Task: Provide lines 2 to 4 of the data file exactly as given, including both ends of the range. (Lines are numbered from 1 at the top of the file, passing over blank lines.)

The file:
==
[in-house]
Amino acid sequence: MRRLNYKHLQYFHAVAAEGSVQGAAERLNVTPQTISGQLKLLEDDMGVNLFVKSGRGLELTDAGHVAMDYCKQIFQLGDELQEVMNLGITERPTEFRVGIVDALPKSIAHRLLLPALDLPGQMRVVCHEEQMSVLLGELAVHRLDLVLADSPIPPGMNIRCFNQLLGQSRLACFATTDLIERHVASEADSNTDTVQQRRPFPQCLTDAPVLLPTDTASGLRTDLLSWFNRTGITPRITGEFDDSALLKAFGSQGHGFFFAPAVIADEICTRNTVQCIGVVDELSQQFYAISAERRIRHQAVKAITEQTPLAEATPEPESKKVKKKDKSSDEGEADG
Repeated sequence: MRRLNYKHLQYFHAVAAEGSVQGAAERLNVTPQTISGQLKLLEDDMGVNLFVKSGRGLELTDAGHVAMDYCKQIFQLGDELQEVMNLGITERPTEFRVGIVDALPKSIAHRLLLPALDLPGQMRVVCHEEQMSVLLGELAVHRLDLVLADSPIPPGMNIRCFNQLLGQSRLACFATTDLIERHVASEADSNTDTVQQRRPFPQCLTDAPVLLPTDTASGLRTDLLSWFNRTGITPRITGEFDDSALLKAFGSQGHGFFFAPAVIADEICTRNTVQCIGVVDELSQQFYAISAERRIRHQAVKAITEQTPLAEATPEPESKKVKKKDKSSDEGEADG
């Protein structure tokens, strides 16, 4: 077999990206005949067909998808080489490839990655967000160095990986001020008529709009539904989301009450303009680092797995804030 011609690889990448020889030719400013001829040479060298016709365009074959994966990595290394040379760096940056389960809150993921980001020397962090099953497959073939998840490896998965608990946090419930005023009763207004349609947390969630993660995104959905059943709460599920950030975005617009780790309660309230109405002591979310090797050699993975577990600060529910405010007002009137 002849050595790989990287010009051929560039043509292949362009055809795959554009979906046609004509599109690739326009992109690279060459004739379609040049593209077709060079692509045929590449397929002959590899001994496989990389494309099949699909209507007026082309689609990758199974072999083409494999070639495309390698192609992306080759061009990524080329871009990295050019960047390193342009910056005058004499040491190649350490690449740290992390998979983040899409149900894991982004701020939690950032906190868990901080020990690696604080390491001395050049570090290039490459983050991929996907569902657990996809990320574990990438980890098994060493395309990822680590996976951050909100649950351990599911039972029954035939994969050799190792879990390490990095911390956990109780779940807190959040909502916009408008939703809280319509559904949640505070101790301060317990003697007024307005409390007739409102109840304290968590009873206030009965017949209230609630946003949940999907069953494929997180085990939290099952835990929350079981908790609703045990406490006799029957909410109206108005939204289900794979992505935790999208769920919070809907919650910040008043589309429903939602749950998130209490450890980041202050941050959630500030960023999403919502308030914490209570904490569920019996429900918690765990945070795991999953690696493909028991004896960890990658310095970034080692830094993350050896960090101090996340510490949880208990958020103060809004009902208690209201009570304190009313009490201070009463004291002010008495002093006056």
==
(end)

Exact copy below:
Amino acid sequence: MRRLNYKHLQYFHAVAAEGSVQGAAERLNVTPQTISGQLKLLEDDMGVNLFVKSGRGLELTDAGHVAMDYCKQIFQLGDELQEVMNLGITERPTEFRVGIVDALPKSIAHRLLLPALDLPGQMRVVCHEEQMSVLLGELAVHRLDLVLADSPIPPGMNIRCFNQLLGQSRLACFATTDLIERHVASEADSNTDTVQQRRPFPQCLTDAPVLLPTDTASGLRTDLLSWFNRTGITPRITGEFDDSALLKAFGSQGHGFFFAPAVIADEICTRNTVQCIGVVDELSQQFYAISAERRIRHQAVKAITEQTPLAEATPEPESKKVKKKDKSSDEGEADG
Repeated sequence: MRRLNYKHLQYFHAVAAEGSVQGAAERLNVTPQTISGQLKLLEDDMGVNLFVKSGRGLELTDAGHVAMDYCKQIFQLGDELQEVMNLGITERPTEFRVGIVDALPKSIAHRLLLPALDLPGQMRVVCHEEQMSVLLGELAVHRLDLVLADSPIPPGMNIRCFNQLLGQSRLACFATTDLIERHVASEADSNTDTVQQRRPFPQCLTDAPVLLPTDTASGLRTDLLSWFNRTGITPRITGEFDDSALLKAFGSQGHGFFFAPAVIADEICTRNTVQCIGVVDELSQQFYAISAERRIRHQAVKAITEQTPLAEATPEPESKKVKKKDKSSDEGEADG
């Protein structure tokens, strides 16, 4: 077999990206005949067909998808080489490839990655967000160095990986001020008529709009539904989301009450303009680092797995804030 011609690889990448020889030719400013001829040479060298016709365009074959994966990595290394040379760096940056389960809150993921980001020397962090099953497959073939998840490896998965608990946090419930005023009763207004349609947390969630993660995104959905059943709460599920950030975005617009780790309660309230109405002591979310090797050699993975577990600060529910405010007002009137 002849050595790989990287010009051929560039043509292949362009055809795959554009979906046609004509599109690739326009992109690279060459004739379609040049593209077709060079692509045929590449397929002959590899001994496989990389494309099949699909209507007026082309689609990758199974072999083409494999070639495309390698192609992306080759061009990524080329871009990295050019960047390193342009910056005058004499040491190649350490690449740290992390998979983040899409149900894991982004701020939690950032906190868990901080020990690696604080390491001395050049570090290039490459983050991929996907569902657990996809990320574990990438980890098994060493395309990822680590996976951050909100649950351990599911039972029954035939994969050799190792879990390490990095911390956990109780779940807190959040909502916009408008939703809280319509559904949640505070101790301060317990003697007024307005409390007739409102109840304290968590009873206030009965017949209230609630946003949940999907069953494929997180085990939290099952835990929350079981908790609703045990406490006799029957909410109206108005939204289900794979992505935790999208769920919070809907919650910040008043589309429903939602749950998130209490450890980041202050941050959630500030960023999403919502308030914490209570904490569920019996429900918690765990945070795991999953690696493909028991004896960890990658310095970034080692830094993350050896960090101090996340510490949880208990958020103060809004009902208690209201009570304190009313009490201070009463004291002010008495002093006056």